Keep up with what’s happening locally—wherever you are—whether you’re looking for something to do with friends this weekend or want to explore a new neighborhood.

My Role: Design - UI / UX

Interaction Design, logo design, interactive prototyping. Led concept definition, ideation, defined and helped with usability studies.

Challenge: is an app concept developed for an Adobe Live UI/UX event. I had essentially 2 weeks to conceptualize the product, prepare materials and get ready for a 3 day/2 hour a day live presentation. One of the main challenges was using Adobe XD for the first time and designing the entire app while live streaming from Adobe’s headquarter in San Francisco.


I followed a rigorous process to get this project ready for the event: 1) Research competitors 2) Outlined the scope of the product including the top Key features 3) Conducted an user interview 4) Gathered insights and findings to start the next phase "user flow" 5) Developed rough and polished wireframes 6) Design the app during Adobe’s live event using Adobe XD.


Designed 19 screens and finalized a live prototype during the 3-day live event with over 2,000 viewers watching.  I was very pleased with the results and decided to bring this product to life, which is now currently under initial phase of development.

Scope: Adobe invited me to their headquarter in San Francisco to participate in one of their live Behance UI/UX programs.  To design UI/UX project while live-streaming and interacting with the live audience.  The prerequisite was to use Adobe XD to design the project.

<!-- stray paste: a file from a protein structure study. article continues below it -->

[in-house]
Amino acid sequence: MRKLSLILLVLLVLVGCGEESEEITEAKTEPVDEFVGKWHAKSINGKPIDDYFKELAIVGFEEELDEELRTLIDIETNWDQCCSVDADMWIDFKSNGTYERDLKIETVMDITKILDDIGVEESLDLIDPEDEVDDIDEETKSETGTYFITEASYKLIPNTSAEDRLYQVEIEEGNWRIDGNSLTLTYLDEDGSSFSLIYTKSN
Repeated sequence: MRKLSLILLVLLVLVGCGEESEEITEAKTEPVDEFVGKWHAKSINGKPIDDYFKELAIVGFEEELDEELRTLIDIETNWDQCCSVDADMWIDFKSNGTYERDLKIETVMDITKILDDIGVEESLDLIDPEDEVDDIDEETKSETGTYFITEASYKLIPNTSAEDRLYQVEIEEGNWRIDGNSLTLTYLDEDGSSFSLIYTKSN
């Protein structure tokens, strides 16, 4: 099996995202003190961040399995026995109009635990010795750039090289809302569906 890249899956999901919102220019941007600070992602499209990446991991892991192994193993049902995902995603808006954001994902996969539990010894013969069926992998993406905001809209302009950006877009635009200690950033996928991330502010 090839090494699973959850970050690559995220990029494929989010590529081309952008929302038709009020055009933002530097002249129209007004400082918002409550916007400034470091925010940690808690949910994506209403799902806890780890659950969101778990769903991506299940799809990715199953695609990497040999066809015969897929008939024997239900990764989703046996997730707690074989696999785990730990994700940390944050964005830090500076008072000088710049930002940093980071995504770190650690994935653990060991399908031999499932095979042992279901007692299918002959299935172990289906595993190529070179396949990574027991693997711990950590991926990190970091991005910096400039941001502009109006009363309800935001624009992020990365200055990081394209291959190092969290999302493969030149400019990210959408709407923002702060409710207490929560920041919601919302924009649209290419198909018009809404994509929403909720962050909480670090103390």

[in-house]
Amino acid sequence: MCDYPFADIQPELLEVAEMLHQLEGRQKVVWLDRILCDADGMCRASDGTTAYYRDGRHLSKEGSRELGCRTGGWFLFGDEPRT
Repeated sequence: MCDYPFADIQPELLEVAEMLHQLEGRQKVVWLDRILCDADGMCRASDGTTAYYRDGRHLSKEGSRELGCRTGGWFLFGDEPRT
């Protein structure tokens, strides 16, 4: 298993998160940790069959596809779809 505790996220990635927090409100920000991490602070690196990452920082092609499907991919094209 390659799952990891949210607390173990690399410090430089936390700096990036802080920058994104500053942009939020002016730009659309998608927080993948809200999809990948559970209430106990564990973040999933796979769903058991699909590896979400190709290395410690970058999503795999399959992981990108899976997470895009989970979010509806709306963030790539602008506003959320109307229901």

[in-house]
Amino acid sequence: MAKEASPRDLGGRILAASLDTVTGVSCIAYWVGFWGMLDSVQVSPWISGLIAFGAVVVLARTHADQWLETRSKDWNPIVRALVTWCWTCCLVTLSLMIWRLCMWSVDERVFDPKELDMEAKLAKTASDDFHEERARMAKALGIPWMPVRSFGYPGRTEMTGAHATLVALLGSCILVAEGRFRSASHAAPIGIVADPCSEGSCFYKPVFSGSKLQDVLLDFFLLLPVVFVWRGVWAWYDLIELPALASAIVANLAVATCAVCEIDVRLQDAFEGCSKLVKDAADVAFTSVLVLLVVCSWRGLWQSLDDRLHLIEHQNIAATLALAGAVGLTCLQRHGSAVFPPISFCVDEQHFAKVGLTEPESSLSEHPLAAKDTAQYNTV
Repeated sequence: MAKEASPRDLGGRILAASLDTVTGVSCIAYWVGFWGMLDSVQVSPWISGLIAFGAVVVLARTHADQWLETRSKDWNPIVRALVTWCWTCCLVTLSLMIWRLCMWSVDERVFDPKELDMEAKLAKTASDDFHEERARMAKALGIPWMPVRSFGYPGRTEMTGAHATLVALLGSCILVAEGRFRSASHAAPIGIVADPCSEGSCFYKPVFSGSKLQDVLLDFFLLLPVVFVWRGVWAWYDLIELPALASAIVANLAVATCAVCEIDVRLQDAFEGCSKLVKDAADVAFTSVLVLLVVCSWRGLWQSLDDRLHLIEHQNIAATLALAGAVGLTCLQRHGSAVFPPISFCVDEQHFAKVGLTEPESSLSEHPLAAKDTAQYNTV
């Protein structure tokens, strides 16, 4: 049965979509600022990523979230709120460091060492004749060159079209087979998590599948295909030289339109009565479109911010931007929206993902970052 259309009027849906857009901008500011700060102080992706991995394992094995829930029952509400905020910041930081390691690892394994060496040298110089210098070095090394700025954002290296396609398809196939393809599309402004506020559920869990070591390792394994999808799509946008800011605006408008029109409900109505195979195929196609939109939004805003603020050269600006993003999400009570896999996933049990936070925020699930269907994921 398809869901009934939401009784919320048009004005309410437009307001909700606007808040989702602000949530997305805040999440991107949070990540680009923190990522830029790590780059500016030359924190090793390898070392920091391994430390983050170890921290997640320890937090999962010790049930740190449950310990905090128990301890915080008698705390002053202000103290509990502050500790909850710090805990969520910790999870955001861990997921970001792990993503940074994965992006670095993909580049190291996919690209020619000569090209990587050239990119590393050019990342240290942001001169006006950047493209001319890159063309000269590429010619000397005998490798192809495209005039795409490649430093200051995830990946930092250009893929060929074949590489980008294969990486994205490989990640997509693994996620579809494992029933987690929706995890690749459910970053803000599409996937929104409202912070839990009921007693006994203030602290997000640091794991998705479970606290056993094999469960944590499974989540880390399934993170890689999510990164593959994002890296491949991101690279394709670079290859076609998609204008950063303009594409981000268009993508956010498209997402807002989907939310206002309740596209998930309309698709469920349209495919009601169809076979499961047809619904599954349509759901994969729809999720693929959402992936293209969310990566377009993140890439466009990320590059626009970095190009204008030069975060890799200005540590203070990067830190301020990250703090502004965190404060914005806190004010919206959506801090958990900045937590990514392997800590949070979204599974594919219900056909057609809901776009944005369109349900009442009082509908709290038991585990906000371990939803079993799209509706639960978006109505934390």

Overview: The initial idea of the app would be a place where users can go to look for events, attend and share their experiences.  The app would be a fully functional product to be developed for the iOS platform.

Project Scope and Overview


The diagram below displays the process I use for the majority of my projects. It is also safe to say that not all projects will require the extensive steps as outlined below as some projects will have less steps and more simplicity.  One of the main goals is to test an idea or to deliver a MVP (Minimum viable product), or a fully functional prototype.




Design Phase


Competitor Review

Mood Board



User Pain Points


What Works

Mind Map

Feature Narrative

Design Principles

Journey Map

UX Flow


Asset Creation


Micro Interaction


Design & Prototype




Style Guide

Low-fi Wireframes

High-fi Wireframes

Interactive Prototypes


Design Evaluation



User Test



1- Competitor Review

When reviewing the competitors’ landscape, I often look for differentials and opportunities that could be applied to improve the product that I’m working on.  Often times this approach is used to see what’s working and what’s not.  After all, most of these products have already established themselves and been put through the painful process of building their platform.


Eventbrite is an event planning platform that helps people create, promote and host their events. The free mobile apps are meant to serve as discovery tools for people who are looking to attend events they're interested in.


Use it to discover popular events around you, see what your friends are doing, get recommendations, register for events and even securely purchase tickets all through the app.


Who uses it: Amazon, Youtube, Coca-cola, ADP, Johnson & Johnson, Verizon, Google.


Built with ease of use and design in mind, Guidebook lets you create event apps through a simple drag-and-drop interface. It’s got all the bells and whistles as the other guys, but a bit more straightforward and intuitive for builders and users alike.


A feature-rich app with full-screen commercials and branded placements opportunities, Eventbase can help you meet both your and your sponsors’ goals. Eventbase features include custom fonts and advanced theming, as well as time and location-based systems.


Who uses it: SxSW, Sundance Film Festival, Montana Folk Festival, SAP, Adobe, ComicCon.

2- Mood Board & Exploration

Creating a Mood Board for Your Design Project Will Help Keeping You Focused